By Tara Johnson
One of my favorite shows is The Behavior Panel on Youtube. Four body language experts who are psychologists, served in law enforcement, or worked in the military analyze the body language of celebrities, politicians, and criminals. Some of their notable observations revolve around people like Scott Peterson, Meghan Markle, Michael Jackson, Amanda Knox and more.
What I find fascinating is how the smallest flicker of body language, the hold of a gaze, a half-hearted shrug can scream a world of information to these experts. Whether it’s insecurity, deception, false bravado, joy or anger, these guys see it all.
Once a baseline is established (a regular pattern of behavior for each person they analyze), the experts can then use changes in a person’s normal pattern to figure out what they are thinking. For example:
~A hand on the hip denotes confidence and readiness to connect
~People who stand with their feet close together are often shy and/or feel insecure
~As stress grows, blink rate increases, as does use of adaptors and barriers, like crossing the arms over the stomach or massaging the arms.
~Fakers will overreact and go too far in the opposite direction of the emotion they want to hide. (Ex. laughing too loudly or smiling too big)
~People who lie often keep steady eye contact on the person they are talking to (instead of looking away) because they want to gauge if the listener is buying their story.
On and on the list goes.
The longer I watched the show, and read the books they recommended to deepen understanding of body language, the more my characters began to leap off the page. In the past, I would fear using too many dialogue tags so I made sure to use lots of character actions in my story. A shrug. A smile. Whatever seemed to go with the situation.
After studying body language in depth, I have found a deeper understanding of how to express the motives and emotions behind my characters. It made me reflect on every motivation, thought and psychological stress in my story world.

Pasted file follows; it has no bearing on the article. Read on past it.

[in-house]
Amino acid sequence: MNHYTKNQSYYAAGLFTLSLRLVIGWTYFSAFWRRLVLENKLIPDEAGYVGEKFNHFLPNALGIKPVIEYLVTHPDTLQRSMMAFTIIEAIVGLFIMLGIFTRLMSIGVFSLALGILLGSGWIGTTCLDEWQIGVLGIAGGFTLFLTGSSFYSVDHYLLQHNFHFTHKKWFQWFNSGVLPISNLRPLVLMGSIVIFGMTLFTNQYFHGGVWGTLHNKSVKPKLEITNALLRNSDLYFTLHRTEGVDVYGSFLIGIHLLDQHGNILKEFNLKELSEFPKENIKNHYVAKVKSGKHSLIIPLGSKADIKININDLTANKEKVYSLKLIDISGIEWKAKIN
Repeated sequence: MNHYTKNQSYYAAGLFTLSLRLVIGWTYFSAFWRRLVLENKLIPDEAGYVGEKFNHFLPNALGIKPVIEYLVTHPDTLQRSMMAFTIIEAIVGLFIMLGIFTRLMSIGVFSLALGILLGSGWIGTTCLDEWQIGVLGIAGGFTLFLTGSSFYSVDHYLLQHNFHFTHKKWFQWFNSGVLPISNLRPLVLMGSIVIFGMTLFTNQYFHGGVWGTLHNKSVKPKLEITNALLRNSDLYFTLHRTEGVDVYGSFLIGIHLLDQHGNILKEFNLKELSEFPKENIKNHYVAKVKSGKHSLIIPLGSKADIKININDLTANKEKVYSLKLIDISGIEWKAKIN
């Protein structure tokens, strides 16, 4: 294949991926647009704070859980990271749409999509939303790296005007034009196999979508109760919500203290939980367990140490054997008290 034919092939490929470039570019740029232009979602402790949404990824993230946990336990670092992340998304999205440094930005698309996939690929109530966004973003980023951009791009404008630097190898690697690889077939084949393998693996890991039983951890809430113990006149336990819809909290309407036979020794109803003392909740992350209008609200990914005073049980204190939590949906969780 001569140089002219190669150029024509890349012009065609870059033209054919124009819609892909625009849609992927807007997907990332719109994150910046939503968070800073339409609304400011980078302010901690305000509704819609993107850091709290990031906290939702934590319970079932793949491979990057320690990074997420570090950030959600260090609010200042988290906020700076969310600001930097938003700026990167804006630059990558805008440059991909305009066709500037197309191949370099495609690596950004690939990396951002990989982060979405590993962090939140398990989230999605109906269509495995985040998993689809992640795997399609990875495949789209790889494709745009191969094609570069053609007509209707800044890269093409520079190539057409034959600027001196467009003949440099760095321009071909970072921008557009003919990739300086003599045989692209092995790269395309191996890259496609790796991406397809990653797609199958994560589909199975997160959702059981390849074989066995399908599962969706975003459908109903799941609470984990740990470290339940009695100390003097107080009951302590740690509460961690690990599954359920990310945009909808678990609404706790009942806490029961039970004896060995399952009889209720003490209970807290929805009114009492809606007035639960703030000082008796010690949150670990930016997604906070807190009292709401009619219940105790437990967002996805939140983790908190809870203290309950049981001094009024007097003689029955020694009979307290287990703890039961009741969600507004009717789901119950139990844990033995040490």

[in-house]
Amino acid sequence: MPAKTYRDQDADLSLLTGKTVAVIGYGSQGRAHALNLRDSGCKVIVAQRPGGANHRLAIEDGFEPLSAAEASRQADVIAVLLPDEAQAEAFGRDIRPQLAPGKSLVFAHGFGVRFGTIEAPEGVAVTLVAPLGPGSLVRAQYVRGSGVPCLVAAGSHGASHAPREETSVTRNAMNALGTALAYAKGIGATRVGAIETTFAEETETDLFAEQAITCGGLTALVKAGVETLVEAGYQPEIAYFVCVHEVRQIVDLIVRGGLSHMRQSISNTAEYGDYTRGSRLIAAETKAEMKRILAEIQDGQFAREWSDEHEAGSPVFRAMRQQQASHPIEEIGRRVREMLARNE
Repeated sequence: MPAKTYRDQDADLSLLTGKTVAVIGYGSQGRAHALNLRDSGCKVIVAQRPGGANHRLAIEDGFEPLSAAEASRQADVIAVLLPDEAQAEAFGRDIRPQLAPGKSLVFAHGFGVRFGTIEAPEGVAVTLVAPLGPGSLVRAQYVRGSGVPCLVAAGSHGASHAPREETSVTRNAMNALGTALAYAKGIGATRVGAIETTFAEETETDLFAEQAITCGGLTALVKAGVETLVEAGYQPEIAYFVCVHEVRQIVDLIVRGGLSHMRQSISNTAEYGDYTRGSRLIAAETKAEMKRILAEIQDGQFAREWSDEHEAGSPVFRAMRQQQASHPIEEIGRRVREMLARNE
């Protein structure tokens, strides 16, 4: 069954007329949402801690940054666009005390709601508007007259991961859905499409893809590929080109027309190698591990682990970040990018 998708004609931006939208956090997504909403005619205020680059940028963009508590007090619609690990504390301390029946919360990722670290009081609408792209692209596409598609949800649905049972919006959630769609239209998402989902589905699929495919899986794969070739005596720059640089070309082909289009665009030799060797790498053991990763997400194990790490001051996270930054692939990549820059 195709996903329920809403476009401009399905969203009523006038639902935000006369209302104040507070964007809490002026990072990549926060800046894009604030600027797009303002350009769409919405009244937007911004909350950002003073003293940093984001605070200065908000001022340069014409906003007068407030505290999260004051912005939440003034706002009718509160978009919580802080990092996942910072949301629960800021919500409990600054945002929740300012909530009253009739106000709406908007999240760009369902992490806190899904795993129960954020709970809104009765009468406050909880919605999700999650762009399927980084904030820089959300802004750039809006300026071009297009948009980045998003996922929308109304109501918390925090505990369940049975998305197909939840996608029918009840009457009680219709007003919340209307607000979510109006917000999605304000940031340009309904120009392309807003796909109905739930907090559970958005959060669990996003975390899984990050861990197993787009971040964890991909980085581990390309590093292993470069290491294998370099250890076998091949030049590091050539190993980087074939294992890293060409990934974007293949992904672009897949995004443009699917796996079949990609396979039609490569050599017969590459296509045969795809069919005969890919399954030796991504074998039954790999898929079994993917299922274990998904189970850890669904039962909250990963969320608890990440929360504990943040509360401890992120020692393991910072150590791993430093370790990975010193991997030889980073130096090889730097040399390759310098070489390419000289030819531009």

In the past, I might have written something like this:
Jordan ran across the street, his breath heaving. Maybe no one would notice him among the clamoring crowd.
Since studying body language, my writing has grown organically into a structure similar to this:
Jordan’s feet gobbled up the pavement as he raced across the crowded street, his eyes darting from side to side as he scanned the crowd clogging the streets. Each breath was painful, shallow. He shoved in hands in his pockets and hunkered low as he slunk through the growing mob.
Understanding body language, micro-expressions, and posture is the ultimate way to ‘show and not tell’. Since over 50% of language is non-verbal, refusing to unearth our characters’ body language is a recipe for creating flat, one-dimensional fictional people. Body language adds tremendous depth to dialogue, sets tone, and shows readers how a character’s emotions reflect in their behavior. Our faces contain over 90 muscles and each one of them is connected to a specific emotion. (Ex. There is a muscle in the jaw that, when used, is an instant sign of grief. Who knew?)
To learn more, watch The Behavior Panel or pick up books by Scott Rouse (Understanding Body Language), Greg Hartley (I Can Read You Like a Book), or Chase Hughes (Six Minute X-Ray: Rapid Behavior Profiling).
Whether it’s a protagonist, secondary character or the dreaded villain, body language is a powerful way to take your character from average to unforgettable.Body Language: the way to take your character from average to unforgettable. @TaraMinistry #ACFWBlogs #writetip #critiques #ACFWCommunity Click To Tweet How to use body language in writing. @TaraMinistry #ACFWBlogs #writetip #critiques #ACFWCommunity Click To Tweet
Tara Johnson is an author and speaker and writes stories that help people break free from the lies they believe about themselves. Tara’s debut novel Engraved on the Heart (Tyndale) earned a starred review from Publishers Weekly and finaled in the Carol and Christy awards. Her latest releases, Where Dandelions Bloom and All Through the Night were also published through Tyndale. She, her husband, and children live in Arkansas. She can be reached at www.TaraJohnsonStories.com.